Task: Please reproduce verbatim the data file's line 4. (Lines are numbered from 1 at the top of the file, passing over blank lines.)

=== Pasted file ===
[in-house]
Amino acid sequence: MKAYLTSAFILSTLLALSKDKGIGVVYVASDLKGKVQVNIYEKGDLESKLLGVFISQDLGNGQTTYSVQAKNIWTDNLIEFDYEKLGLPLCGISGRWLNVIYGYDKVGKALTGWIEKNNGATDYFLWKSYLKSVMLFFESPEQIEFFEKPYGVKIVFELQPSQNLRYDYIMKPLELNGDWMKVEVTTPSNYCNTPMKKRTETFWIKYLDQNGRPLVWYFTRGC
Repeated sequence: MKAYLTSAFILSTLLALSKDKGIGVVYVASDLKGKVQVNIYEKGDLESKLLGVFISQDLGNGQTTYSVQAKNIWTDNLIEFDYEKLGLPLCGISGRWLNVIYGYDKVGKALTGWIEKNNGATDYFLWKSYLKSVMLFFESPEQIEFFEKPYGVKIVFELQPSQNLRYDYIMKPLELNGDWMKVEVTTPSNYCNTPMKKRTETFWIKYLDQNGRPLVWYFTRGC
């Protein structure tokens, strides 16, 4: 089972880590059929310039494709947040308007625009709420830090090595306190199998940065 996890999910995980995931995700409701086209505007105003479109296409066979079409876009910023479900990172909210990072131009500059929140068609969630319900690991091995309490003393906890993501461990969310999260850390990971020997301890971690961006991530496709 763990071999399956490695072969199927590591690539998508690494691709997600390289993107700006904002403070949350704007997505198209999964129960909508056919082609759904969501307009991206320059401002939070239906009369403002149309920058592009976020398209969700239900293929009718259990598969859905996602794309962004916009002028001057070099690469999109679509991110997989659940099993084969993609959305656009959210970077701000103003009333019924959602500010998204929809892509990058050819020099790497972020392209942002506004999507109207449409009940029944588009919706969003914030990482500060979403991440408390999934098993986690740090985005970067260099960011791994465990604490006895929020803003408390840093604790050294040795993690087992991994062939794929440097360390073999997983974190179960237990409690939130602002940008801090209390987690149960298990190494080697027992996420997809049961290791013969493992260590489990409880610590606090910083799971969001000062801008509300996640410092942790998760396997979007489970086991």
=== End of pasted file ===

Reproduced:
């Protein structure tokens, strides 16, 4: 089972880590059929310039494709947040308007625009709420830090090595306190199998940065 996890999910995980995931995700409701086209505007105003479109296409066979079409876009910023479900990172909210990072131009500059929140068609969630319900690991091995309490003393906890993501461990969310999260850390990971020997301890971690961006991530496709 763990071999399956490695072969199927590591690539998508690494691709997600390289993107700006904002403070949350704007997505198209999964129960909508056919082609759904969501307009991206320059401002939070239906009369403002149309920058592009976020398209969700239900293929009718259990598969859905996602794309962004916009002028001057070099690469999109679509991110997989659940099993084969993609959305656009959210970077701000103003009333019924959602500010998204929809892509990058050819020099790497972020392209942002506004999507109207449409009940029944588009919706969003914030990482500060979403991440408390999934098993986690740090985005970067260099960011791994465990604490006895929020803003408390840093604790050294040795993690087992991994062939794929440097360390073999997983974190179960237990409690939130602002940008801090209390987690149960298990190494080697027992996420997809049961290791013969493992260590489990409880610590606090910083799971969001000062801008509300996640410092942790998760396997979007489970086991």